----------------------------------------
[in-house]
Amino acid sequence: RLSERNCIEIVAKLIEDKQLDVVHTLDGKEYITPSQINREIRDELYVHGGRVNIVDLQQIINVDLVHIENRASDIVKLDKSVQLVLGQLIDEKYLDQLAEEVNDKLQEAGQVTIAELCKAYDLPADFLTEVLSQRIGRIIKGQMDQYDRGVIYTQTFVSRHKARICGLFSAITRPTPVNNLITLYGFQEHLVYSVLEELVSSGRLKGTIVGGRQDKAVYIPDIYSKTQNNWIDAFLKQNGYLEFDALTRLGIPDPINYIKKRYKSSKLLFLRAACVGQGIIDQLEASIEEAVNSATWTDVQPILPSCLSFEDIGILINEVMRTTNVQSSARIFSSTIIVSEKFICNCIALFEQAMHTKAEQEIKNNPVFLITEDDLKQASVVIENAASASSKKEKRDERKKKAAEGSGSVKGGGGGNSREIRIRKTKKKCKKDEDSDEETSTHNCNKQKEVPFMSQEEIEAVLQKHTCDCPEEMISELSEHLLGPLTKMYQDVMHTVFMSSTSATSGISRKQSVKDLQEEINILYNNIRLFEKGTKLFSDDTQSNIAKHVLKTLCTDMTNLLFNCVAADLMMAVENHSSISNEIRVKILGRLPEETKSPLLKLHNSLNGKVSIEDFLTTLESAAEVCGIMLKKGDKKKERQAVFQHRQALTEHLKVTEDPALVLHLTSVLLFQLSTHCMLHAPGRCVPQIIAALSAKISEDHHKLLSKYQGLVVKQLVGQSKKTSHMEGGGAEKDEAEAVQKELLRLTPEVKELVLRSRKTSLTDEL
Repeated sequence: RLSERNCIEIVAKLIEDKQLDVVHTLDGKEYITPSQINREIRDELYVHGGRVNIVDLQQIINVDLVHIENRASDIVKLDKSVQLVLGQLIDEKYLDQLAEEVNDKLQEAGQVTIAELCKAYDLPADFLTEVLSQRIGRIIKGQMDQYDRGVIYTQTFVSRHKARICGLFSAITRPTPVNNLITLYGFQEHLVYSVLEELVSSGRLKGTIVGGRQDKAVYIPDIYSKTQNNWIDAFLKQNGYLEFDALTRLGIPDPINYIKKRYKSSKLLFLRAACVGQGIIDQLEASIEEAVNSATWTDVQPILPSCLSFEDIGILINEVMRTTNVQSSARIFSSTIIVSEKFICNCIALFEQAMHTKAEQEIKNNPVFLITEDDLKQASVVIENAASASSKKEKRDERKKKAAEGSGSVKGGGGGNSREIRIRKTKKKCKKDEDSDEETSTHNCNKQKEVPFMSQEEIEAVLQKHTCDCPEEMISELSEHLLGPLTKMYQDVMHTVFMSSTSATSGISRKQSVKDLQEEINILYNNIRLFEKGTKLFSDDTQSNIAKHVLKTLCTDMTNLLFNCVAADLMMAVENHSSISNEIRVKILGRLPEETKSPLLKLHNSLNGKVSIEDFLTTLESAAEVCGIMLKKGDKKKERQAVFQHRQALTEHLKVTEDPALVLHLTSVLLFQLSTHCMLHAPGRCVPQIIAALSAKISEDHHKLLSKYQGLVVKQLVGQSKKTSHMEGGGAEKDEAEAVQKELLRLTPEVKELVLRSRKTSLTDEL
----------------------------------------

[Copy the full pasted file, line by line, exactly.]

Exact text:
[in-house]
Amino acid sequence: RLSERNCIEIVAKLIEDKQLDVVHTLDGKEYITPSQINREIRDELYVHGGRVNIVDLQQIINVDLVHIENRASDIVKLDKSVQLVLGQLIDEKYLDQLAEEVNDKLQEAGQVTIAELCKAYDLPADFLTEVLSQRIGRIIKGQMDQYDRGVIYTQTFVSRHKARICGLFSAITRPTPVNNLITLYGFQEHLVYSVLEELVSSGRLKGTIVGGRQDKAVYIPDIYSKTQNNWIDAFLKQNGYLEFDALTRLGIPDPINYIKKRYKSSKLLFLRAACVGQGIIDQLEASIEEAVNSATWTDVQPILPSCLSFEDIGILINEVMRTTNVQSSARIFSSTIIVSEKFICNCIALFEQAMHTKAEQEIKNNPVFLITEDDLKQASVVIENAASASSKKEKRDERKKKAAEGSGSVKGGGGGNSREIRIRKTKKKCKKDEDSDEETSTHNCNKQKEVPFMSQEEIEAVLQKHTCDCPEEMISELSEHLLGPLTKMYQDVMHTVFMSSTSATSGISRKQSVKDLQEEINILYNNIRLFEKGTKLFSDDTQSNIAKHVLKTLCTDMTNLLFNCVAADLMMAVENHSSISNEIRVKILGRLPEETKSPLLKLHNSLNGKVSIEDFLTTLESAAEVCGIMLKKGDKKKERQAVFQHRQALTEHLKVTEDPALVLHLTSVLLFQLSTHCMLHAPGRCVPQIIAALSAKISEDHHKLLSKYQGLVVKQLVGQSKKTSHMEGGGAEKDEAEAVQKELLRLTPEVKELVLRSRKTSLTDEL
Repeated sequence: RLSERNCIEIVAKLIEDKQLDVVHTLDGKEYITPSQINREIRDELYVHGGRVNIVDLQQIINVDLVHIENRASDIVKLDKSVQLVLGQLIDEKYLDQLAEEVNDKLQEAGQVTIAELCKAYDLPADFLTEVLSQRIGRIIKGQMDQYDRGVIYTQTFVSRHKARICGLFSAITRPTPVNNLITLYGFQEHLVYSVLEELVSSGRLKGTIVGGRQDKAVYIPDIYSKTQNNWIDAFLKQNGYLEFDALTRLGIPDPINYIKKRYKSSKLLFLRAACVGQGIIDQLEASIEEAVNSATWTDVQPILPSCLSFEDIGILINEVMRTTNVQSSARIFSSTIIVSEKFICNCIALFEQAMHTKAEQEIKNNPVFLITEDDLKQASVVIENAASASSKKEKRDERKKKAAEGSGSVKGGGGGNSREIRIRKTKKKCKKDEDSDEETSTHNCNKQKEVPFMSQEEIEAVLQKHTCDCPEEMISELSEHLLGPLTKMYQDVMHTVFMSSTSATSGISRKQSVKDLQEEINILYNNIRLFEKGTKLFSDDTQSNIAKHVLKTLCTDMTNLLFNCVAADLMMAVENHSSISNEIRVKILGRLPEETKSPLLKLHNSLNGKVSIEDFLTTLESAAEVCGIMLKKGDKKKERQAVFQHRQALTEHLKVTEDPALVLHLTSVLLFQLSTHCMLHAPGRCVPQIIAALSAKISEDHHKLLSKYQGLVVKQLVGQSKKTSHMEGGGAEKDEAEAVQKELLRLTPEVKELVLRSRKTSLTDEL